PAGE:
Escape from Las Vegas: Golf courses that go beyond the desert

By Mike Bailey, Senior Staff Writer

LAS VEGAS -- Everyone knows Las Vegas plays by a different set of rules, and so do its golf courses. But when you think of Las Vegas golf, what usually comes to mind?

Royal Links Golf Club - hole 10
Royal Links offers Las Vegas golfers a taste of British Open-style golf.
Royal Links Golf Club - hole 10Bali Hai Golf Club - hole 18Wynn Golf Club - hole 6Desert Pines Golf Club - hole 18Angel Park Golf Club - Cloud Nine - hole 10Bear's Best Las Vegas - 8th

For most, it's some sort of desert golf, overseeded in the fall, winter and spring.

But not all Las Vegas golf courses are created the same, and some of them are very unique. Just because you're playing golf in Las Vegas doesn't mean you have to stay in Las Vegas -- in a manner of speaking.

Courses like Royal Links, Desert Pines, Bali Hai and Wynn Golf Club all have holes you might see in other parts of the country -- or the world, for that matter.

Here's a look ...

Royal Links Golf Club

The first thing you notice about Royal Links Golf Club is the castle-style clubhouse. There are Scottish kilts and ales and whisky and bagpipes. And when the temperature is down in the winter, you really feel like you're across the pond. Better yet, this Dye Design has 18 holes inspired by the British Open courses, so you get to hit the kinds of shots you'd hit on links courses in Great Britain, especially when the wind is blowing.

Golfers at Royal Links can experience the Road Hole of St. Andrews, the Postage Stamp of Royal Troon and holes from Carnoustie, Turnberry, Royal Liverpool, Prestwick, Royal Lytham, Muirfield and Royal Birkdale. Take a caddie, or better yet, a gorgeous female Parmate, and you've really got a unique experience.

Bali Hai Golf Club

In one respect, Bali Hai Golf Club couldn't be more Las Vegas, especially when you consider its location right on the Strip.

But the course itself is anything but. This tropical-themed course designed by Brian Curley and Lee Schmidt features impeccable conditions, thousands of palm trees, tropical plants, water features and beautiful crystal white bunkers. Mandalay Bay looms in the background, but inside the fences, Bali Hai is nothing but lush, tropical conditions. Add a caddie, and you've really got a unique experience.

Bear's Best Las Vegas

If you're a fan of Jack Nicklaus-designed golf courses, then Bear's Best Las Vegas is a can't-miss experience. Nicklaus chose holes from courses like Desert Mountain in Arizona, Castle Pines in Colorado, Palmilla Golf Club in Los Cabos, Mexico, and PGA West in Palm Springs, Calif., to name a few.

Even more compelling, however, is the impeccable conditioning and backdrop of the Red Rock Mountains, offering one great view after another. One of the more unique aspects of the course is that a different kind of sand -- black sand -- is used in the bunkers the two holes from Old Works Golf Club in Montana for accuracy.

Wynn Golf Club

Like Bali Hai, Wynn Golf Club is located right on the Strip, but it's more secluded. Located behind Wynn Las Vegas and Encore Las Vegas, it's a pampered golf experience like none other. It comes with a premium price, of course, but what follows is an almost Augusta-like experience in terms of conditioning and solitude. Perfect bentgrass greens, white sand bunkers and a network of pristine streams, ponds and flora create one memorable view after another.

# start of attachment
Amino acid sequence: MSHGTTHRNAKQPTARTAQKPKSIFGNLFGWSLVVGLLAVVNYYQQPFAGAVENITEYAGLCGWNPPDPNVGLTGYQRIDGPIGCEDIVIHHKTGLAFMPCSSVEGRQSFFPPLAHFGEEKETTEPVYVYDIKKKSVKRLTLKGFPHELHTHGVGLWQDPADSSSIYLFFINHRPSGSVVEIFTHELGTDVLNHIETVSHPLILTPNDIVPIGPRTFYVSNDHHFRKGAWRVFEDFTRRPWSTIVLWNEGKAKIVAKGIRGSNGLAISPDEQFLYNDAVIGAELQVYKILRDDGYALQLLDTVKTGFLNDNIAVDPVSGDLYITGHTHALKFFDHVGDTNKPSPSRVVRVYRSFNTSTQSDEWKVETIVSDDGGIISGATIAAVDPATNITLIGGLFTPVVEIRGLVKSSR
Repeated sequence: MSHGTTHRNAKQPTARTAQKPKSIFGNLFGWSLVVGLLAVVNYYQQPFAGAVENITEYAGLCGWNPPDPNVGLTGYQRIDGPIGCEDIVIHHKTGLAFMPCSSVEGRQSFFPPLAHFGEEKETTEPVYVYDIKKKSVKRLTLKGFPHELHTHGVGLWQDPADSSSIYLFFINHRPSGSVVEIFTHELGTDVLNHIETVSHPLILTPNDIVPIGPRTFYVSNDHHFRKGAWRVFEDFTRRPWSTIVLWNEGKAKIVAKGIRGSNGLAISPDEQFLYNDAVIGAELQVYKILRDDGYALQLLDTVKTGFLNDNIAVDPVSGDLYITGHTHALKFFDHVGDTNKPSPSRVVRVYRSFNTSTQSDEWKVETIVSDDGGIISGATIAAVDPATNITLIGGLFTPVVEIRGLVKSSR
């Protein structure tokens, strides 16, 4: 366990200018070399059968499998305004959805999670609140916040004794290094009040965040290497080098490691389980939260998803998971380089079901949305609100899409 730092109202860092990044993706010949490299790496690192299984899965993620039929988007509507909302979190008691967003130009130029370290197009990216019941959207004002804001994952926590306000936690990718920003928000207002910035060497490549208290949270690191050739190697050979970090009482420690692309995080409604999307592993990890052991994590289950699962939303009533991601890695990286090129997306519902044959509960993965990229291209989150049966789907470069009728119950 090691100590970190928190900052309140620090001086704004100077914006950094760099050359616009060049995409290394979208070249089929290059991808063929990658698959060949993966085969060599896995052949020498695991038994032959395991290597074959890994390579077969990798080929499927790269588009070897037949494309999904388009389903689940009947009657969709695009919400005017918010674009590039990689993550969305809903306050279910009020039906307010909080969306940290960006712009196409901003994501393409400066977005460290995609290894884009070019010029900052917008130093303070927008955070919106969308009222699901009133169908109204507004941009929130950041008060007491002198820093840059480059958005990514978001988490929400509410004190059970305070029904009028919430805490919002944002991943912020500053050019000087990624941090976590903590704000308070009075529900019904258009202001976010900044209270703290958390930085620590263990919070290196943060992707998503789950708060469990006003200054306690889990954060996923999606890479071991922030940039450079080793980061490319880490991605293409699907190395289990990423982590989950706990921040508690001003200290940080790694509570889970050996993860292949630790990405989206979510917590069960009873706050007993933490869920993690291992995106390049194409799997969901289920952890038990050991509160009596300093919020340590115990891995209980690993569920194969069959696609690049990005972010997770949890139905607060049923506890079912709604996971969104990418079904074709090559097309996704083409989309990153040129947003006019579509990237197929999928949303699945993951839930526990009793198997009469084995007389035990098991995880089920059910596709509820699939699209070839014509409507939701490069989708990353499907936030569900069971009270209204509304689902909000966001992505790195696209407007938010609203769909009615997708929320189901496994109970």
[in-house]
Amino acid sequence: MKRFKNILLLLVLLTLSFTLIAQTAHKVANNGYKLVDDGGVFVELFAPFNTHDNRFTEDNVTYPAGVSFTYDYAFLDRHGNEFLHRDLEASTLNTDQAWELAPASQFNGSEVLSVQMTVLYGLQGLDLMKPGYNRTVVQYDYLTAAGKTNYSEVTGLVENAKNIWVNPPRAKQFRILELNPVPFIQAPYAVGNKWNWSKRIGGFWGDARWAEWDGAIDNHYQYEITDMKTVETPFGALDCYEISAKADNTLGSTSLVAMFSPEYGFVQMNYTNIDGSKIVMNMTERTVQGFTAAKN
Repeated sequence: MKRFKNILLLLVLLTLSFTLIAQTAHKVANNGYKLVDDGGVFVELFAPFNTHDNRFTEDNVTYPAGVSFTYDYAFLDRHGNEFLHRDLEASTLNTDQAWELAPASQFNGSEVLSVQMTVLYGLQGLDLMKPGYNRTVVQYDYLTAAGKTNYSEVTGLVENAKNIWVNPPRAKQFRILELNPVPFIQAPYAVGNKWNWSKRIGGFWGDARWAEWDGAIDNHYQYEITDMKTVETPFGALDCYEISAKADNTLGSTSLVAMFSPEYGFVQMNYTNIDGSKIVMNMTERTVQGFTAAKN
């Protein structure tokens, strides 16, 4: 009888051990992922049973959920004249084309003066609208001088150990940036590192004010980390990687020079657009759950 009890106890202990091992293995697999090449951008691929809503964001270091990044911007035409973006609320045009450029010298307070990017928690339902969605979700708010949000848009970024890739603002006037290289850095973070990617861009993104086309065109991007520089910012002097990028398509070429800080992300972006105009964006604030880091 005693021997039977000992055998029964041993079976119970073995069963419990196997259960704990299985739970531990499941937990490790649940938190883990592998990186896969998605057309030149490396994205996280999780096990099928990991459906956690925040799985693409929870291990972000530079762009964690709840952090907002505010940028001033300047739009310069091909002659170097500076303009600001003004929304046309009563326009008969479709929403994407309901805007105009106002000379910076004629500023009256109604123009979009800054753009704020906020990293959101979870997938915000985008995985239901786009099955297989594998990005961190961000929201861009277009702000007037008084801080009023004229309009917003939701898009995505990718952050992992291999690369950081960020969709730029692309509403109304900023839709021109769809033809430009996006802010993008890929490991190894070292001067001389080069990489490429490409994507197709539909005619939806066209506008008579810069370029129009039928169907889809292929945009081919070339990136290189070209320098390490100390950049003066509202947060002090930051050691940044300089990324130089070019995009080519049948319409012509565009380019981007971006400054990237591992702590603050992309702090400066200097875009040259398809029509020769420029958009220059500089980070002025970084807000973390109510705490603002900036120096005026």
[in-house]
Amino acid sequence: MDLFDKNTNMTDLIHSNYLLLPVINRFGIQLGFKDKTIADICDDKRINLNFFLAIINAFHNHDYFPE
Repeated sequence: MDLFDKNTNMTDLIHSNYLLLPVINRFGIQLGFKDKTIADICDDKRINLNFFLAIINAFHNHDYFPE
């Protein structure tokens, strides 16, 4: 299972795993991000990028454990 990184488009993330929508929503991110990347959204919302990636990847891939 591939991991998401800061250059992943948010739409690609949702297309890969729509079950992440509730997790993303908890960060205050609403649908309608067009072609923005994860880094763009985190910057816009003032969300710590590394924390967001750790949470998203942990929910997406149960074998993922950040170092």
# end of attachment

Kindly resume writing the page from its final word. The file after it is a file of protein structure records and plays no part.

The golf course was designed by Las Vegas business magnate Steve Wynn and Tom Fazio, (they also created Las Vegas' Shadow Creek Golf Club, which Wynn eventually sold), and it sits on the old site of the Desert Inn, which played host to 50 years of PGA and LPGA Tour events. The course also includes 7,200 trees and 100,000 bushes and waterfalls, including one that's 37 feet tall behind the 18th green.

Desert Pines Golf Club

With thousands of imported Carolina Pines, wall to wall grass, plenty of water and slick bentgrass greens, Desert Pines Golf Club is hardly a typical Las Vegas golf course. The idea was to create a feeling of playing in the Carolina Sandhills. And while that might be tough to accomplish, it certainly doesn't feel like desert golf.

The course is tight, somewhat demanding, but also presents several opportunities with drivable par 4s. Best of all, Desert Pines is a great place to hang out, either to watch a game in the clubhouse or get a little practice at the lighted double-decker range that's open after hours.

Angel Park's Cloud Nine

There are two championship courses at Angel Park, but the most unique layout is the par-3 course that's not only lighted, but also pays tribute to many of the great par 3s around the world. Cloud Nine actually has 12 holes, but nine of them are lighted. That means you can play 12 during the day and nine at night. There's an island green, ala TPC Sawgrass, a Postage Stamp hole reminiscent of Royal Troon in Scotland, and a green with a bunker in the middle of it, similar to Riviera Country Club. As a bonus, there's also a terrific nine-hole putting course, which is also lighted.

Mike BaileyMike Bailey, Senior Staff Writer

Mike Bailey is a senior staff writer based in the Houston area. Focusing primarily on golf in the United States, Canada, the Caribbean and Latin America, he contributes course reviews, travel stories and features as well as the occasional equipment review. An award-winning writer and past president of Texas Golf Writers Association, he has more than 20 years in the golf industry. Before joining the TravelGolf Network team in 2008, he held positions at PGA Magazine, The Golfweek Group and AvidGolfer Magazine. Read Mike's golf blog here and follow him on Twitter at @Accidentlgolfer.


 
Reader Comments / Reviews Leave a comment